A carpet’s journey

Room view from the north West corner of the Saloon at Stourhead, Wiltshire

The Saloon at Stourhead, originally created by Henry Flitcroft in the 1740s but reconfigured by Doran Webb after a fire in 1902. The Axminster carpet has been in the room since at least 1824. ©National Trust Images/Bill Batten

The Axminster carpet in the Saloon at Stourhead has been there since the early nineteenth century, making its first known appearance in a sketch of the room by J.C. Buckler dated 1824.

Light and wear damage to the carpet. ©National Trust

Light and wear damage to the carpet. ©National Trust

Recently it was showing its age, and it has now been taken to the premises of carpet conservators The Tetley Workshop. The conservation treatment includes cleaning, adding support to damaged areas and restoring some of the losses.

Grid lines laid over the carpet to enable it to be surveyed in detail. ©National Trust

Grid lines laid over the carpet to enable it to be surveyed in detail. ©National Trust

The £36,000 cost of this project is part of the support received from players of the People’s Postcode Lottery towards the National Trust’s conservation priorities.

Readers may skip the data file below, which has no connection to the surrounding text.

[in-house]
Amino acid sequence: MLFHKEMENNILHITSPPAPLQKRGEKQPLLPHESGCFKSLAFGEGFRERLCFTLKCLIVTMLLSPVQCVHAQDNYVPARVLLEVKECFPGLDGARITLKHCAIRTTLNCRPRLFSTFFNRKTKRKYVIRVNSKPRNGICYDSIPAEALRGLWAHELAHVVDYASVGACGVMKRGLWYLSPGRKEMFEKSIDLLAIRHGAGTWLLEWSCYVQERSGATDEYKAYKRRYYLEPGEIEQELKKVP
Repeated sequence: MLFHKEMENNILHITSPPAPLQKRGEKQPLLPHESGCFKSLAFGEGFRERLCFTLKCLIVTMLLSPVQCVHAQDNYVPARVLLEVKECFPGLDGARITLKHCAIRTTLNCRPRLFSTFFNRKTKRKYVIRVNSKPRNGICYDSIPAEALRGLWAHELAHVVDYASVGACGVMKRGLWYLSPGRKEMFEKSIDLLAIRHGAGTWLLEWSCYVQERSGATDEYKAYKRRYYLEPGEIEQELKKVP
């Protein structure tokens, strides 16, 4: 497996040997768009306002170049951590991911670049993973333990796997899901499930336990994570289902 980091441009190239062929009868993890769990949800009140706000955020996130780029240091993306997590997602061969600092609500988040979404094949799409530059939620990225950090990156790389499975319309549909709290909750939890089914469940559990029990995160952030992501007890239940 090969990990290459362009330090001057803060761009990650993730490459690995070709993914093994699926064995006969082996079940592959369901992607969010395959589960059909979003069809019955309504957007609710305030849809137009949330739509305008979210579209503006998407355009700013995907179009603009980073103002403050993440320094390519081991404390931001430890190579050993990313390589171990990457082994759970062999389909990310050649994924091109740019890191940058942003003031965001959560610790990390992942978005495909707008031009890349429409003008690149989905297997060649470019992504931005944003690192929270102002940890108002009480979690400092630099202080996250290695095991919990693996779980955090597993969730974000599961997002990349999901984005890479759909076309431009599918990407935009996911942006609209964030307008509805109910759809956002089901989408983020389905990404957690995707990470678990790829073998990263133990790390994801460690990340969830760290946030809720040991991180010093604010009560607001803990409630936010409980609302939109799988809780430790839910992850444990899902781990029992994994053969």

Cleaning in progress. ©National Trust

Cleaning in progress. ©National Trust

The 9.7 x 8.6 m. carpet has been moved once before, when the house caught fire in 1902 and the servants were trying to save what they could. This time round it took a sizable team of Stourhead gardeners and garden volunteers to help roll and move the carpet.

Repairs in progress. ©National Trust

Repairs in progress. ©National Trust

The carpet will be returning to Stourhead in November 2014.

4 Responses to “A carpet’s journey”

  1. Gésbi Says:

    It’s interesting to see the cleaning and restoring process – the grid, the screen for vacuuming. I’ve noticed the pitiful state of many antique rugs at sales – just waiting for the miracle of good restoration work! I know where to go in Paris, but I’ve also bought and recommend Peter Stone’s ‘Rug Repair’ book for those brave enough to try for themselves.

  2. Emile de Bruijn Says:

    Thanks Gésbi. I wouldn’t dare, I can barely sew a button back onto a shirt 🙂

  3. iryna wawryn Says:

    Great work, Great restoration. Keep up the good work.
    @irynawawrynstudio

  4. Emile de Bruijn Says:

    Thanks Iryna.

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